Years ago one of my managers said to me: “Mary, you are an overachiever. You’re overqualified for this position and we’re not used to that around here.” I was a little thrown off by that because she said it in a tone that made it appear as a bad thing! I thought, well aren’t we supposed to be good at our job? Aren’t we supposed to go above and beyond to deliver quality work? Why should great work ruffle feathers?
Should we – the “overachievers” dumb-down our work for the underachievers?
I’ve learned over the years that many managers use the term “overqualified” loosely instead of articulating what they really mean so I’ve come up with my version of reasons why managers label people as “overqualified”
1. They don’t want to pay you what you are worth.
It turns out that while your résumé may include all of your degrees and accomplishments, but after speaking with you the hiring managers have determined that you are above their pay grade. You may be intellectually gifted and may have more experience than most of their employees, maybe even the very ones that are conducting the interview. These types of employers are looking to hire someone who will fit right in, not “rock the boat” with their smart suggestions or challenge the way things are being handled in the organization. You simply bring too much experience and knowledge to the table and they want no part of it. They are not looking for change and that means you likely won’t grow there anyway.
2. They can’t pay you what you are worth.
Your résumé will not likely include your desired salary on it, but it looks like you have all the qualifications they are looking for. When you get to the part of the interview that tells them how much you are currently making or desire to make, the room gets silent. The employer does not want to tell you that they simply can’t afford you. They disguise it by saying you are overqualified when in reality they can’t pay you the salary you are asking because it’s not in the budget. They were hoping you had all this experience and knowledge and were desperate for the job and were willing to get paid much less than your accomplishments require.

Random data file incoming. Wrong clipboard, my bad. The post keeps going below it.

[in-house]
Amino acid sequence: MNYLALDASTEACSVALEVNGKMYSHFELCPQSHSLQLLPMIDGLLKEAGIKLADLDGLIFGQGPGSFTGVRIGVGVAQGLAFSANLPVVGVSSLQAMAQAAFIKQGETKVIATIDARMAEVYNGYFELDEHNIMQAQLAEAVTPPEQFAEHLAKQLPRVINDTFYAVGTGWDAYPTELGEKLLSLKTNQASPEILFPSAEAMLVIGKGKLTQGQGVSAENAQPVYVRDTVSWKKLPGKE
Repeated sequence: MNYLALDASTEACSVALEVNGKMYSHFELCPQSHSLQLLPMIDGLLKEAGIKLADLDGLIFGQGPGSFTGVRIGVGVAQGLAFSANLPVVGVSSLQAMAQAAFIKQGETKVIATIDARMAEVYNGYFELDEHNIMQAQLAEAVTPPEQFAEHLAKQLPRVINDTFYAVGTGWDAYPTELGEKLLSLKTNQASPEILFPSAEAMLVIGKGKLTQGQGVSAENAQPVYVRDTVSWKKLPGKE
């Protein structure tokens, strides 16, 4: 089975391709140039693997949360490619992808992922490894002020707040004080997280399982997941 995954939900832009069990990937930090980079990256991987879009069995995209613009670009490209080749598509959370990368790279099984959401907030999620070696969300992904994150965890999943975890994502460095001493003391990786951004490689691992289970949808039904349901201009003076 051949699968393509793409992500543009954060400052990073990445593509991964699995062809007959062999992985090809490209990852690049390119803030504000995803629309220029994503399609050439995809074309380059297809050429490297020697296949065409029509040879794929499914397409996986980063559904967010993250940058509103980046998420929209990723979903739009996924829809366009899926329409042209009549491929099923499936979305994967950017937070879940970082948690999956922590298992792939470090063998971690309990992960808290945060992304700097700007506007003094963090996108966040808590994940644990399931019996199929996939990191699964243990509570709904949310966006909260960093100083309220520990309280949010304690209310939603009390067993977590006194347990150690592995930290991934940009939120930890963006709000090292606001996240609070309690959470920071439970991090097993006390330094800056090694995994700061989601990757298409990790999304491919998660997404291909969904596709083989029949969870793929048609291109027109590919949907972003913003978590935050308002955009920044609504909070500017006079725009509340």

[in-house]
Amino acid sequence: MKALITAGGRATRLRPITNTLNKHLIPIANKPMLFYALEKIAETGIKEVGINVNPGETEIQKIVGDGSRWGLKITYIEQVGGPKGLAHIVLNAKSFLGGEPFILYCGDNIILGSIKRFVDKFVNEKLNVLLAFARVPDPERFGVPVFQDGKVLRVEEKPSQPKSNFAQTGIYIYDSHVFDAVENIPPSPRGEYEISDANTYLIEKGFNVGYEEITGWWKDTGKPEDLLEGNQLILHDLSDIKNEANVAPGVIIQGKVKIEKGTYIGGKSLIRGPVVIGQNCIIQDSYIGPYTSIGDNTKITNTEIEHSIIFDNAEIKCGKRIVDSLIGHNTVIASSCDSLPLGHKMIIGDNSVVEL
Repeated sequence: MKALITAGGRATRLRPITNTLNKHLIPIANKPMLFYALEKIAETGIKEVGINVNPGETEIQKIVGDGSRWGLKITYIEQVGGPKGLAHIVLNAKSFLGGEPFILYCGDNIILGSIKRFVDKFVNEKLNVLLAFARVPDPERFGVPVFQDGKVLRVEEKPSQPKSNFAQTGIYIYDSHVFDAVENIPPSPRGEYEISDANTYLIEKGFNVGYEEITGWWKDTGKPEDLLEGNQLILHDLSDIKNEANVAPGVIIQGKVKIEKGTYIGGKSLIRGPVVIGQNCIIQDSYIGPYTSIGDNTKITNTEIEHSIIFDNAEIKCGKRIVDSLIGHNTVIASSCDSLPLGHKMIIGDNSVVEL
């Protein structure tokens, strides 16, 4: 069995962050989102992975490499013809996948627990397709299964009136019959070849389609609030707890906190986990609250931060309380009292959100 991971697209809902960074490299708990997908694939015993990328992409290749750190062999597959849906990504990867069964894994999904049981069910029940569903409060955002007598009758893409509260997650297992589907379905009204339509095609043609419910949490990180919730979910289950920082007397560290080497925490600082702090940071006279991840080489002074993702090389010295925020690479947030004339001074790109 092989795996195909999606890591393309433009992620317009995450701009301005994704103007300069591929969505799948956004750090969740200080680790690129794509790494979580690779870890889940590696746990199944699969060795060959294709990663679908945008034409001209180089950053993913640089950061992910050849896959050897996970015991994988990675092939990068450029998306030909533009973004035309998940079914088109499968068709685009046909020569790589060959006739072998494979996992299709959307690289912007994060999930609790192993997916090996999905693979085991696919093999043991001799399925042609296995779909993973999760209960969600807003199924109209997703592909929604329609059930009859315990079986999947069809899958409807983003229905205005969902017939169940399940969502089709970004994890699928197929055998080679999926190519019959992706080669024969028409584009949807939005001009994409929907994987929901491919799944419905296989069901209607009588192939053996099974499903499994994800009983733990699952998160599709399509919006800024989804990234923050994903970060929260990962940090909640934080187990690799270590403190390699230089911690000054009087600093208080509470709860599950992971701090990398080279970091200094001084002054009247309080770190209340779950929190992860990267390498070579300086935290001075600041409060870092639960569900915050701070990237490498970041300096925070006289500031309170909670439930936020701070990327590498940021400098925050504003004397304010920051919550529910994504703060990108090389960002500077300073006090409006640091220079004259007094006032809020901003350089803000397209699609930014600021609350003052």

3. You seem like a know-it-all.
During the interview your responses include a lot of factual data. You are precise and certain as to your knowledge but you elaborate too much. You start going on and on about how things should be done or how you would do them. Instead of creating a connection with the interviewer you are more lecturing the employer. This is a turn off to the employer and will cause them to label you as “overqualified”. Ego in interviews drives a lot of good candidates away. Another example of an organization with people in positions who do not value the importance of learning from those around them.
4. You don’t fit in with the culture of the organization.
Your personality does not match with the behavioral characteristics of the employees. You may be a great match for the job description but these days employers are looking for employees that can get along with each other, work well together and are on the same page. For example, if the work environment includes a lot of creative thinking and open discussions and you seem reserved and shy than it’s too much work to pull those characteristics out of you and they don’t want to spend the time doing it.
These reasons may be difficult to digest; however, it is better to have an understanding behind the term “overqualified” so when you are faced with this situation you are not discouraged.
Why should being good at your job work against you?
Your accomplishments should be recognized and appreciated because you have worked hard to achieve them. Don’t allow the term “overqualified” to dissuade you from seeking great opportunities. Instead let it teach you that not every organization that seems like the right fit is the right fit.
“If you’re the smartest person in the room, then you’re in the wrong room.” – Anonymous